Role of psychosocial stress in recovery from common whiplash [see comment]

Lancet. 1991 Sep 21;338(8769):712-5. doi: 10.1016/0140-6736(91)91441-v.


It is widely accepted that psychosocial factors are related to illness behaviour and there is some evidence that they may influence the rate of recovery from post-traumatic disorders. The abilities of psychosocial stress, somatic symptoms, and subjectively assessed cognitive impairment to predict delayed recovery from common whiplash were investigated in a follow-up study. 78 consecutive patients referred 7.2 (SD 4.5) days after they had sustained common whiplash in car accidents were assessed for psychosocial stress, negative affectivity, personality traits, somatic complaints, and cognitive impairment by semistructured interview and by several standardised tests. On examination 6 months later 57 patients were fully recovered and 21 had persisting symptoms. The groups' scores for the independent variables assessed at the baseline examination were compared. Stepwise regression analysis showed that psychosocial factors, negative affectivity, and personality traits were not significant in predicting the outcome. However, initial neck pain intensity, injury-related cognitive impairment, and age were significant factors predicting illness behaviour. This study, which was based on a random sample and which considered many other possible predictive factors as well as psychosocial status, does not support previous findings that psychosocial factors predict illness behaviour in post-trauma patients.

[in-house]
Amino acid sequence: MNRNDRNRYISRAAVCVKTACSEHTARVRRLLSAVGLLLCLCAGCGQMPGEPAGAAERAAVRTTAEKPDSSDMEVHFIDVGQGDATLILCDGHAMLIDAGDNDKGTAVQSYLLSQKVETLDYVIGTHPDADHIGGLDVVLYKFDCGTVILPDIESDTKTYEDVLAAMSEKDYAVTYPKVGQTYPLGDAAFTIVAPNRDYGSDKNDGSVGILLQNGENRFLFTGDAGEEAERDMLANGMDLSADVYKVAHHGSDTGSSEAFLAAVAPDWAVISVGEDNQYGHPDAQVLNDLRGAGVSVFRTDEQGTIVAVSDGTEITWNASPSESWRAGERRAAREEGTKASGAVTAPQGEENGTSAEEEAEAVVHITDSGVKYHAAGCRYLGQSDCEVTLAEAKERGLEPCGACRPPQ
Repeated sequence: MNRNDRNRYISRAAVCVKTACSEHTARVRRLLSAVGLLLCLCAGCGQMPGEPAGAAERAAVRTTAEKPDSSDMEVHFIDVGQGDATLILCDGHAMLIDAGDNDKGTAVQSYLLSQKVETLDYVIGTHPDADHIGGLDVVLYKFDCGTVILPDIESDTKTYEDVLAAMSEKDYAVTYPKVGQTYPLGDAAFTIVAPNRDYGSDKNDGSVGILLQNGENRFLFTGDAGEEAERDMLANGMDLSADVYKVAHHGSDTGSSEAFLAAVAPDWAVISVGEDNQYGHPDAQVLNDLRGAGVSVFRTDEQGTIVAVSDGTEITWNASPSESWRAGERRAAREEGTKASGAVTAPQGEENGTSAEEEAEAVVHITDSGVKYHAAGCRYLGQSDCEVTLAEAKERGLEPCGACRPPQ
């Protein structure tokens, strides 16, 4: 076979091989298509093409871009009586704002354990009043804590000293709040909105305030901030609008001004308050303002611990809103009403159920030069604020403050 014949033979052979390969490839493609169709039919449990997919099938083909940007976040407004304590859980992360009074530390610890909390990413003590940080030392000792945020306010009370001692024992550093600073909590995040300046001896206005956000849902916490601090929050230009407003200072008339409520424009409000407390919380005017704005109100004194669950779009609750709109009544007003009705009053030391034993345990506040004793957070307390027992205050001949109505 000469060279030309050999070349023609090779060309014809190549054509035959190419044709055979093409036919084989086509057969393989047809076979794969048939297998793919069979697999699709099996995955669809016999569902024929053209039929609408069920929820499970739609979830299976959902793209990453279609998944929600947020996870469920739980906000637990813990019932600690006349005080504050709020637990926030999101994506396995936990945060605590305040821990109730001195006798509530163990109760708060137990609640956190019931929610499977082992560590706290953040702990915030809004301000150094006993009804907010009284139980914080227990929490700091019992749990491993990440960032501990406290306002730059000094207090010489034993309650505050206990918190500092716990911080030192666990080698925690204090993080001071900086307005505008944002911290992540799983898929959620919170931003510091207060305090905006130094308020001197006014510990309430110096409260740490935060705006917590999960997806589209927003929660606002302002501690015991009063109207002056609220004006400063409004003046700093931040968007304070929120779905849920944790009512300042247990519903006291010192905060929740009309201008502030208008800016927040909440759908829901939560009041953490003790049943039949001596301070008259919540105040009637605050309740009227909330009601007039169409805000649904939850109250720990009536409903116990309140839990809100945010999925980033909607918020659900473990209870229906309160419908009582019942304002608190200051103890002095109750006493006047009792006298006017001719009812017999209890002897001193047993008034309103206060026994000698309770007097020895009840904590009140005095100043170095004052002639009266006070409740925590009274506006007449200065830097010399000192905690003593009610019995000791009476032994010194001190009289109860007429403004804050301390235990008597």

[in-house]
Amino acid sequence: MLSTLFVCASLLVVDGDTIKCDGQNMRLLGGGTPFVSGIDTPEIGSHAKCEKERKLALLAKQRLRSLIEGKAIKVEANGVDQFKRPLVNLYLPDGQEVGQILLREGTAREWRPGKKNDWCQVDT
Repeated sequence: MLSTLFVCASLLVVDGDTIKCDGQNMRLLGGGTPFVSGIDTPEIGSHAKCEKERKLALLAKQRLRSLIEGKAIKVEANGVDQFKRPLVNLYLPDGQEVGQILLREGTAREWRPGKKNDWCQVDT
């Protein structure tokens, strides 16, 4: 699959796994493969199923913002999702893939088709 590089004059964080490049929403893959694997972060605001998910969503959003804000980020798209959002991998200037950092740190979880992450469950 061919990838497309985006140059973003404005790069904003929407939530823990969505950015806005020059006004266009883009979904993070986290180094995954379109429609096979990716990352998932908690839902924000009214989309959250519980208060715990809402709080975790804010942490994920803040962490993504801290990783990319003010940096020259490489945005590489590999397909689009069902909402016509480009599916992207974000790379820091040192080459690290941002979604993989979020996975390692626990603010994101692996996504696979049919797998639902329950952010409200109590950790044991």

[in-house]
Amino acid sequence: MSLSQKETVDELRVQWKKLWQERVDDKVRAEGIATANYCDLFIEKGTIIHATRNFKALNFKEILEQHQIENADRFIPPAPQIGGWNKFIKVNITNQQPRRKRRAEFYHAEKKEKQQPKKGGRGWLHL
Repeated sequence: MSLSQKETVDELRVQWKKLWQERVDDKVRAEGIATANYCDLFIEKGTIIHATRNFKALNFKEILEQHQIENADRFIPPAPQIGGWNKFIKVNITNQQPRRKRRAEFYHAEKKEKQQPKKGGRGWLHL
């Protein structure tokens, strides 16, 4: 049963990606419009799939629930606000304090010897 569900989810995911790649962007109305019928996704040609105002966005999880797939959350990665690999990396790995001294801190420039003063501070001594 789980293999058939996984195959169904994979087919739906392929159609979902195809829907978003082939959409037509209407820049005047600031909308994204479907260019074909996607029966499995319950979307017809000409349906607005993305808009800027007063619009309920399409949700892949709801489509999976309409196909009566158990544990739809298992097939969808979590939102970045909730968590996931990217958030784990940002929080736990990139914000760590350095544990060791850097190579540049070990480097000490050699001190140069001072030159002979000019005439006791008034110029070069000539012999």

Publication types

  • Research Support, Non-U.S. Gov't

MeSH terms

  • Follow-Up Studies
  • Humans
  • Middle Aged
  • Personality
  • Regression Analysis
  • Stress, Psychological / complications*
  • Time Factors
  • Whiplash Injuries / complications
  • Whiplash Injuries / psychology*